All The Good We’re Doing

Before anyone even starts with me, this is in no way, absolutely not in the slightest a referendum on the performance of our troops in Iraq.  This is where the debate is going, by the way, you can’t even point out mistakes or problems in Iraq without some jackass trying to make the claim that you don’t support the troops.  I’m not bringing them into this, so I’d appreciate it if none of you do as well.

That said and done with, it is a marvel to me all the good we’re doing in Iraq.  I mean, we are really helping those people, and the fact that they don’t like us in Iraq, that has nothing to do with us, and everything to do with the fact that they’re all just a bunch of ingrates.

Or maybe not.

Everything is for the children. They are the beauty in life and, without them, we cannot live.”

These are the words a mother tells herself to justify what she has been reduced to in order for her children to eat; prostitution.  Another woman is forced to have sex with her clients while her three children are in the room, her only recourse is for them to stand in seperate corners and look away.

Forced into prostitution is a terrible fate for any woman, but there can be no denying how harsh of an impact this must have on Iraqi women whose cultural and religious influences hold the practice in particularly devestating regard.  It is for this reason, perhaps, that has led so many of these women forced into prostitution for survival, to wind up in the hospital as a result of suicide attempts.

We, Americans, must feel to some degree culpable for this, primarily for the mismanagement following the fall of Saddam.  The ongoing failure to address the infrastructure, Paul Bremmer’s destabilizing effects of de-Ba’athification and dismissing the Iraqi Army, the level of violence, the lack of stability within the Iraqi government, all the significant factors putting women into a situation where honest work does not pay enough money or is not safe enough to attend such that they are forced to prostitution, all of it can be tied to our grossly irresponsible policies in Iraq.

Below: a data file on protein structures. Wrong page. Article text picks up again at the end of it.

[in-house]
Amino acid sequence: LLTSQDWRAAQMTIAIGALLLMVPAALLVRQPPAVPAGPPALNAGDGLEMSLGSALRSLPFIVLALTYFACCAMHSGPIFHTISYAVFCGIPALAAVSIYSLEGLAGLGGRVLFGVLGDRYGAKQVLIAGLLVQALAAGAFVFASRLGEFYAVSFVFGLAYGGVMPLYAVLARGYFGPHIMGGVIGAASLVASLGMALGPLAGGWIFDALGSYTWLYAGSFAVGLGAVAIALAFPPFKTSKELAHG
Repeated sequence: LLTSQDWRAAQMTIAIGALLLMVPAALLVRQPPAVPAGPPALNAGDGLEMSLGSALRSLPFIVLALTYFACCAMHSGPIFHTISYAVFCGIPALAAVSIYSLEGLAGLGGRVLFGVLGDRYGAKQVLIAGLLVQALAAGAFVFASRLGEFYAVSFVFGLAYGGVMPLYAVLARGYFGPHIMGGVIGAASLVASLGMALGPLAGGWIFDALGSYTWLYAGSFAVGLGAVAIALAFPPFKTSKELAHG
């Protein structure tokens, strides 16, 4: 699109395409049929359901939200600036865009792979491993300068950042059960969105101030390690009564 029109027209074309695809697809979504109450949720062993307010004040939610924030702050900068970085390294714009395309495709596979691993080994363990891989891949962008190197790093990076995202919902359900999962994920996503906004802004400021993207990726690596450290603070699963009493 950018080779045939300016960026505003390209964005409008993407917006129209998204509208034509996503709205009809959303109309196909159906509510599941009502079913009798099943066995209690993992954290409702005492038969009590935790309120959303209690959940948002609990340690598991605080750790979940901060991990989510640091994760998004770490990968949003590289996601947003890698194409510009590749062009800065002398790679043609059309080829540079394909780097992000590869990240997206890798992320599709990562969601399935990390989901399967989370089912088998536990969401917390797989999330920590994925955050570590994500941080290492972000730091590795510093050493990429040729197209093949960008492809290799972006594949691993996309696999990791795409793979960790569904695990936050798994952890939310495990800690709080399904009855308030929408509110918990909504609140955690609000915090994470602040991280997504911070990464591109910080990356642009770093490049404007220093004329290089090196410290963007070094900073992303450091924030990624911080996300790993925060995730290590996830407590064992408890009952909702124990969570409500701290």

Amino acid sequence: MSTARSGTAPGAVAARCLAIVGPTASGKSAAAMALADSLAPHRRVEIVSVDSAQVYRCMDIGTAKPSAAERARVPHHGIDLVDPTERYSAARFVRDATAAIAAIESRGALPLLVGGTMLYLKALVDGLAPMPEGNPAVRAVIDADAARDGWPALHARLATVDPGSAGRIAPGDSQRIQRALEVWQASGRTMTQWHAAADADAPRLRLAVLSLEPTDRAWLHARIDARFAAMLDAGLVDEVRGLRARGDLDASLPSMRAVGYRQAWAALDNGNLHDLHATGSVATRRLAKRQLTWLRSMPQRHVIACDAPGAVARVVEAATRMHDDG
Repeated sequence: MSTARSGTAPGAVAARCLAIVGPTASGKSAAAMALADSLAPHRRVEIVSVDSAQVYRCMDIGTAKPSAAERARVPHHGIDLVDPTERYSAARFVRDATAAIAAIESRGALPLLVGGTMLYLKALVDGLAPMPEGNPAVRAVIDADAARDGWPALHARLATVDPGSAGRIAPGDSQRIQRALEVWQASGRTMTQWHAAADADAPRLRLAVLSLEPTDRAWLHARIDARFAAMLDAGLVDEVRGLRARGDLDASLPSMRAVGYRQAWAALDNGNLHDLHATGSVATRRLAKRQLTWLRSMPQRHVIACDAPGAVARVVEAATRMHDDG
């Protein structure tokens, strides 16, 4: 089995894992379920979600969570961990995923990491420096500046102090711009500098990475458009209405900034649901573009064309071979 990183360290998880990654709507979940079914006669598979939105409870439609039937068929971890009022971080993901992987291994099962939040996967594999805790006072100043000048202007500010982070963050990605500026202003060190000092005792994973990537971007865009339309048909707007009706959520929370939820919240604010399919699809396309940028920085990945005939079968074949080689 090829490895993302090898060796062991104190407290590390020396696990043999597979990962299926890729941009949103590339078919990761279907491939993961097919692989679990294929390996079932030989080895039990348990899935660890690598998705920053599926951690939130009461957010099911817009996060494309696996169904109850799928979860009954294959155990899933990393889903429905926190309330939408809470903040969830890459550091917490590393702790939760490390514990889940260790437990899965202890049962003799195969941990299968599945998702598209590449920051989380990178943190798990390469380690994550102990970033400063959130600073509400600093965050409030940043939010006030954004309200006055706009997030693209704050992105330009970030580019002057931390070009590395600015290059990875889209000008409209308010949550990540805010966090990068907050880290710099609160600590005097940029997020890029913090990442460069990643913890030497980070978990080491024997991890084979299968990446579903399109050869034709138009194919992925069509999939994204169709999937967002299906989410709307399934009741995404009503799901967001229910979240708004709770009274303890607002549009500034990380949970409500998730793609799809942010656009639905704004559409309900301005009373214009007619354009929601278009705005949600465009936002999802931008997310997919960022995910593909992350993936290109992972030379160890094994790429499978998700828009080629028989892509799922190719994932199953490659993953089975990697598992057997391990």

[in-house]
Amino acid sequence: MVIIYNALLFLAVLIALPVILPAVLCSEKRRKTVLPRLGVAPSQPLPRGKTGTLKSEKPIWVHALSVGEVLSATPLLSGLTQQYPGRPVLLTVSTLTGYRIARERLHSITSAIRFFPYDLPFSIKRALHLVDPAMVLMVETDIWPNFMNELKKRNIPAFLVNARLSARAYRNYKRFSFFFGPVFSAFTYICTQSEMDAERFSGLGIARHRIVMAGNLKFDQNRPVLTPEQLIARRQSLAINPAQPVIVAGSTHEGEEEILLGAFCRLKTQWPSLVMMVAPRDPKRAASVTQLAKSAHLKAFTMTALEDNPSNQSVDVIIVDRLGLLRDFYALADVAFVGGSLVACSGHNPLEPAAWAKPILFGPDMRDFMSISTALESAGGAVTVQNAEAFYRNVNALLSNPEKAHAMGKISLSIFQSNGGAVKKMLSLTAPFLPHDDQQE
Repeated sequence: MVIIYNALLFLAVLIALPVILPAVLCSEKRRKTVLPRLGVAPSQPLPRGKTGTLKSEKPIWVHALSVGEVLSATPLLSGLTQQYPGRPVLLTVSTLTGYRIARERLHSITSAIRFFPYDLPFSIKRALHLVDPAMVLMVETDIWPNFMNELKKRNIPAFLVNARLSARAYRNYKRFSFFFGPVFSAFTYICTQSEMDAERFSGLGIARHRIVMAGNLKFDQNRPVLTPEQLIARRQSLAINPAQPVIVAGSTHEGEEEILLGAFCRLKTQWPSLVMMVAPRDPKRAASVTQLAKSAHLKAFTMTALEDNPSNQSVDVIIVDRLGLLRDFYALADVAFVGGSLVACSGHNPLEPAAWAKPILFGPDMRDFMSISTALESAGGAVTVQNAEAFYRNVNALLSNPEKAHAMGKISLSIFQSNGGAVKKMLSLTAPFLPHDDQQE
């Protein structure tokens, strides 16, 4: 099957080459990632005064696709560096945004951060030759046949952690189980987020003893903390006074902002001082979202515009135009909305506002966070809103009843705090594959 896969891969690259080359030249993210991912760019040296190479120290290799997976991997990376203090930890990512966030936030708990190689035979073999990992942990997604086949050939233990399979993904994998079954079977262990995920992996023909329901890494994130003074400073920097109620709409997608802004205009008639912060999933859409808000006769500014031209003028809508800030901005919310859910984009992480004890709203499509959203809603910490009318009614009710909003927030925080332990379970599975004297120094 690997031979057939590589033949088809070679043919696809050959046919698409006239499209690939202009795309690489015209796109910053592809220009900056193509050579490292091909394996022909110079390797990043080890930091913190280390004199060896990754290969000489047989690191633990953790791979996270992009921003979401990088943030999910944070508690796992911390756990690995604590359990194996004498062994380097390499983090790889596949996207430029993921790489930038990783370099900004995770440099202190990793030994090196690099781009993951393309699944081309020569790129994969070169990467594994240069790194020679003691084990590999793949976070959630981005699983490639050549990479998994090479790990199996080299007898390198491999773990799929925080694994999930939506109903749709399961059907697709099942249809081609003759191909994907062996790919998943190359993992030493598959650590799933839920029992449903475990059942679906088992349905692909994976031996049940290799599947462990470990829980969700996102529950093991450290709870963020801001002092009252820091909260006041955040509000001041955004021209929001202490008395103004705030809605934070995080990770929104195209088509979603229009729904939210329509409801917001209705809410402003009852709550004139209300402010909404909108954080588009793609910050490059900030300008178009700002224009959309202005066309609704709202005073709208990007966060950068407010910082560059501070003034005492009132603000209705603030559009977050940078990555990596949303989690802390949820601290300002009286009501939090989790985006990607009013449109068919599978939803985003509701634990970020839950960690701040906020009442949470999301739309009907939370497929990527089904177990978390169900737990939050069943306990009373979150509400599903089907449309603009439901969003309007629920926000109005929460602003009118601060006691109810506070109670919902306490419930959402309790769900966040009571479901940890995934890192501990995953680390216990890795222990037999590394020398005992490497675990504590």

This should be cause for outrage against the continuing conductors of our presence in Iraq, but you’ll find little.  From the administration we are force fed news of the military improvements and modest growth in public support for the military strategy, but there is no serious talk about the political process, that aspect of Iraq that is required to truly change things around.

In fact, I find it curious that there is so very little said, not just by Bush shills, I expect that, but by the administration in regards to the political process.  What are we doing to aid the political process along besides occasionally sending high level officials to Iraq to prod legislators along?  What are we REALLY doing to make things in Iraq better?

Or is Iraq fated to be another Saipan?

9 Responses to “All The Good We’re Doing”

  1. matttbastard says:

    One very important aspect that this story didn’t explore further was the fact that lot of women in Iraq aren’t just forced into the sex trade by circumstance. Also, it’s not only women still living in Iraq (nor mothers) who, as a result of the post-invasion chaos, are being forced into prostitution to survive.

  2. matttbastard says:

    Additionally, this 2003 Toronto Star article gives a good overview of prostitution in pre-invasion Iraq.

  3. matttbastard says:

    (hmm, appears my first comment either got sent into moderation or was swallowed by the spam catcher ;-)).

  4. Thanks for the art, Matt. I’ll check it out this afternoon. As for the spam catcher, sorry about that. It’s totally necessary though, and we had to do it when one of our posts got inundated with some forty odd spam comments in just a couple of hours. Do we have you on our blogroll? We need to get you there if we don’t… I guess something else to look into this afternoon.

  5. matttbastard says:

    Oh, I totally understand, Kyle – my catcher sometimes gets 300-500 spam comments in a day. The first comment had a number of links, so that was likely what set it off.

    I don’t believe bastard.logic is on the CFLF roll, so if you’d like to add us we’d be very grateful.

  6. I’ll put it up there this afternoon, thanks for the links man.

  7. Matt, I got your comment approved. Our experience is similar to yours in that I am typically purging about 300 spam comments a day.

  8. matttbastard says:

    Thank for rescuing my comment, Michael. And you’re very welcome, Kyle.

  9. matttbastard says:

    Oops, messed up the very first link. Here it is.

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